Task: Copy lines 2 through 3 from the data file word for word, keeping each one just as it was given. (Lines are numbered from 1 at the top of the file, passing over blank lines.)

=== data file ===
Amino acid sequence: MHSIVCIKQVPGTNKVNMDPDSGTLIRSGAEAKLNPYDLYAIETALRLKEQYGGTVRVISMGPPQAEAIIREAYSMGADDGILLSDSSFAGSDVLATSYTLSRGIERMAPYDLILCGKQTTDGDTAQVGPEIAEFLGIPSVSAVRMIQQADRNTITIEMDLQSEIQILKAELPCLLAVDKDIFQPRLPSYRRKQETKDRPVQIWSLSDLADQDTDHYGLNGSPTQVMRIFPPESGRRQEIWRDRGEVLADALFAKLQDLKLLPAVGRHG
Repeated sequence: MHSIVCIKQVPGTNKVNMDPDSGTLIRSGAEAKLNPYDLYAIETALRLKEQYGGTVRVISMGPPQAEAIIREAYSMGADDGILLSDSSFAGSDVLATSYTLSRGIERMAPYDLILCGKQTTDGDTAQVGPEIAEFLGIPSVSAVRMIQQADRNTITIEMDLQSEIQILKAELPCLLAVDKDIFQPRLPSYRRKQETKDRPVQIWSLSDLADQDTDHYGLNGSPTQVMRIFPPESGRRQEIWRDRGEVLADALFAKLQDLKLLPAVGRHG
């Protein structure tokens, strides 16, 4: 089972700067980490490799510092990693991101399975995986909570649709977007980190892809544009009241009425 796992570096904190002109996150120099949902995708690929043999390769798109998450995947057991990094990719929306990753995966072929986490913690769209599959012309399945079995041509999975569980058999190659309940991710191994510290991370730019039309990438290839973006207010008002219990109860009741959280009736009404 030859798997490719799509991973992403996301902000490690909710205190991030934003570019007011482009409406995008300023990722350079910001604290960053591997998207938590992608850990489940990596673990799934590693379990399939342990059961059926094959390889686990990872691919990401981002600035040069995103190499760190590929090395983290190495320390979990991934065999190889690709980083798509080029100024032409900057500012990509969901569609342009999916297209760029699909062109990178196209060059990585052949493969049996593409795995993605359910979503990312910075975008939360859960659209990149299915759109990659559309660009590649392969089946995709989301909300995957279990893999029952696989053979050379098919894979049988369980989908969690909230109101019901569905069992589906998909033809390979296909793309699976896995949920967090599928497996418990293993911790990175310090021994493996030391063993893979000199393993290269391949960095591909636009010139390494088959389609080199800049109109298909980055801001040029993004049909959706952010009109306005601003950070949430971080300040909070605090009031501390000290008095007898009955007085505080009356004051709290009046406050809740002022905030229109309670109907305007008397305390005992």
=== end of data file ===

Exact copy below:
Repeated sequence: MHSIVCIKQVPGTNKVNMDPDSGTLIRSGAEAKLNPYDLYAIETALRLKEQYGGTVRVISMGPPQAEAIIREAYSMGADDGILLSDSSFAGSDVLATSYTLSRGIERMAPYDLILCGKQTTDGDTAQVGPEIAEFLGIPSVSAVRMIQQADRNTITIEMDLQSEIQILKAELPCLLAVDKDIFQPRLPSYRRKQETKDRPVQIWSLSDLADQDTDHYGLNGSPTQVMRIFPPESGRRQEIWRDRGEVLADALFAKLQDLKLLPAVGRHG
């Protein structure tokens, strides 16, 4: 089972700067980490490799510092990693991101399975995986909570649709977007980190892809544009009241009425 796992570096904190002109996150120099949902995708690929043999390769798109998450995947057991990094990719929306990753995966072929986490913690769209599959012309399945079995041509999975569980058999190659309940991710191994510290991370730019039309990438290839973006207010008002219990109860009741959280009736009404 030859798997490719799509991973992403996301902000490690909710205190991030934003570019007011482009409406995008300023990722350079910001604290960053591997998207938590992608850990489940990596673990799934590693379990399939342990059961059926094959390889686990990872691919990401981002600035040069995103190499760190590929090395983290190495320390979990991934065999190889690709980083798509080029100024032409900057500012990509969901569609342009999916297209760029699909062109990178196209060059990585052949493969049996593409795995993605359910979503990312910075975008939360859960659209990149299915759109990659559309660009590649392969089946995709989301909300995957279990893999029952696989053979050379098919894979049988369980989908969690909230109101019901569905069992589906998909033809390979296909793309699976896995949920967090599928497996418990293993911790990175310090021994493996030391063993893979000199393993290269391949960095591909636009010139390494088959389609080199800049109109298909980055801001040029993004049909959706952010009109306005601003950070949430971080300040909070605090009031501390000290008095007898009955007085505080009356004051709290009046406050809740002022905030229109309670109907305007008397305390005992």